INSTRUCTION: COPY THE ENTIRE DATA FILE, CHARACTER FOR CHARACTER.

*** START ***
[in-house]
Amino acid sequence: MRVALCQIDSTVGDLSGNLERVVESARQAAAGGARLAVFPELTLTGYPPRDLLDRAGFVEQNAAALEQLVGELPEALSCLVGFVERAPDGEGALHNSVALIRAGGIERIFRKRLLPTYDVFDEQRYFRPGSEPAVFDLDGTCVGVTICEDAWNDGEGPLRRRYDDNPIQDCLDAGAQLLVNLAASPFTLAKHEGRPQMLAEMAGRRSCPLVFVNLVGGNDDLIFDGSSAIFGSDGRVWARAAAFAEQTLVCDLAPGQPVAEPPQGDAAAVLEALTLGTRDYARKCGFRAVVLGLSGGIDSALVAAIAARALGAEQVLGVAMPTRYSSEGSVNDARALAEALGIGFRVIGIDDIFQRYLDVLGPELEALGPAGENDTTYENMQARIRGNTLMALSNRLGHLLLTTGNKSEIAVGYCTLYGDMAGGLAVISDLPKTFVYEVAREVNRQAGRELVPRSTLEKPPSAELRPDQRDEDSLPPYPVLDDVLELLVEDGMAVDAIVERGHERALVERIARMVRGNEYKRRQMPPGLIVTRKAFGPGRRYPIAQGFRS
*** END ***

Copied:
[in-house]
Amino acid sequence: MRVALCQIDSTVGDLSGNLERVVESARQAAAGGARLAVFPELTLTGYPPRDLLDRAGFVEQNAAALEQLVGELPEALSCLVGFVERAPDGEGALHNSVALIRAGGIERIFRKRLLPTYDVFDEQRYFRPGSEPAVFDLDGTCVGVTICEDAWNDGEGPLRRRYDDNPIQDCLDAGAQLLVNLAASPFTLAKHEGRPQMLAEMAGRRSCPLVFVNLVGGNDDLIFDGSSAIFGSDGRVWARAAAFAEQTLVCDLAPGQPVAEPPQGDAAAVLEALTLGTRDYARKCGFRAVVLGLSGGIDSALVAAIAARALGAEQVLGVAMPTRYSSEGSVNDARALAEALGIGFRVIGIDDIFQRYLDVLGPELEALGPAGENDTTYENMQARIRGNTLMALSNRLGHLLLTTGNKSEIAVGYCTLYGDMAGGLAVISDLPKTFVYEVAREVNRQAGRELVPRSTLEKPPSAELRPDQRDEDSLPPYPVLDDVLELLVEDGMAVDAIVERGHERALVERIARMVRGNEYKRRQMPPGLIVTRKAFGPGRRYPIAQGFRS